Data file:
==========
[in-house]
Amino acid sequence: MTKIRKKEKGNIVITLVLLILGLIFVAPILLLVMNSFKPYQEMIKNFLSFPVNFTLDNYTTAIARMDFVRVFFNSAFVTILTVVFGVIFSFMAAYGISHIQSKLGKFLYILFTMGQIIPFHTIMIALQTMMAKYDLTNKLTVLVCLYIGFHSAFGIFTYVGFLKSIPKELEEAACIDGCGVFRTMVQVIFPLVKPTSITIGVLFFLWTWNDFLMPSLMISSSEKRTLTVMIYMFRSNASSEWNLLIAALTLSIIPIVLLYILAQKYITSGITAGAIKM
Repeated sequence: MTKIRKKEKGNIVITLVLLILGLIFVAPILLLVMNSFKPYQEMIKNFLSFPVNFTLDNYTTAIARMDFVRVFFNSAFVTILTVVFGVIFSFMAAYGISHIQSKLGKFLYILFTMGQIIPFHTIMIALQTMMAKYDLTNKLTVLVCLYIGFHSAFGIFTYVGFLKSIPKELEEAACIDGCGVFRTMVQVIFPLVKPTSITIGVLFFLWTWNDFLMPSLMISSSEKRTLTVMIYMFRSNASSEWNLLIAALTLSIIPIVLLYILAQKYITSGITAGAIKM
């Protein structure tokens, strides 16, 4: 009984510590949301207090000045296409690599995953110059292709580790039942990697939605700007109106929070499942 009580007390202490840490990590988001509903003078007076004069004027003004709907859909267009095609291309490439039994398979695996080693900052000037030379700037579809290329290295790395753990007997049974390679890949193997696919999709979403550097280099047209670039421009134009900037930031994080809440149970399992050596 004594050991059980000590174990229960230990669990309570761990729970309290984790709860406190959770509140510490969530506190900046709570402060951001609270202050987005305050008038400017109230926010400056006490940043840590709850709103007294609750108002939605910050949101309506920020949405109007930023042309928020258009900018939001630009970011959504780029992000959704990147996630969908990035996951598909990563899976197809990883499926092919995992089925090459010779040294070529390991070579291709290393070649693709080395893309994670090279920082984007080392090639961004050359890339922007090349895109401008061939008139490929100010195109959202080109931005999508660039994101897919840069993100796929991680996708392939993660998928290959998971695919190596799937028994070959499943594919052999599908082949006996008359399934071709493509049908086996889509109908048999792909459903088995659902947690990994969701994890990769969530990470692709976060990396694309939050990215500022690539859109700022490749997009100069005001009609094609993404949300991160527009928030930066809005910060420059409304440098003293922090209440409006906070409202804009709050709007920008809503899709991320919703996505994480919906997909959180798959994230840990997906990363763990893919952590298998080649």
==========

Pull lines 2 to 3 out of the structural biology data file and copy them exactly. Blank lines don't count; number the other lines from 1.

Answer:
Amino acid sequence: MTKIRKKEKGNIVITLVLLILGLIFVAPILLLVMNSFKPYQEMIKNFLSFPVNFTLDNYTTAIARMDFVRVFFNSAFVTILTVVFGVIFSFMAAYGISHIQSKLGKFLYILFTMGQIIPFHTIMIALQTMMAKYDLTNKLTVLVCLYIGFHSAFGIFTYVGFLKSIPKELEEAACIDGCGVFRTMVQVIFPLVKPTSITIGVLFFLWTWNDFLMPSLMISSSEKRTLTVMIYMFRSNASSEWNLLIAALTLSIIPIVLLYILAQKYITSGITAGAIKM
Repeated sequence: MTKIRKKEKGNIVITLVLLILGLIFVAPILLLVMNSFKPYQEMIKNFLSFPVNFTLDNYTTAIARMDFVRVFFNSAFVTILTVVFGVIFSFMAAYGISHIQSKLGKFLYILFTMGQIIPFHTIMIALQTMMAKYDLTNKLTVLVCLYIGFHSAFGIFTYVGFLKSIPKELEEAACIDGCGVFRTMVQVIFPLVKPTSITIGVLFFLWTWNDFLMPSLMISSSEKRTLTVMIYMFRSNASSEWNLLIAALTLSIIPIVLLYILAQKYITSGITAGAIKM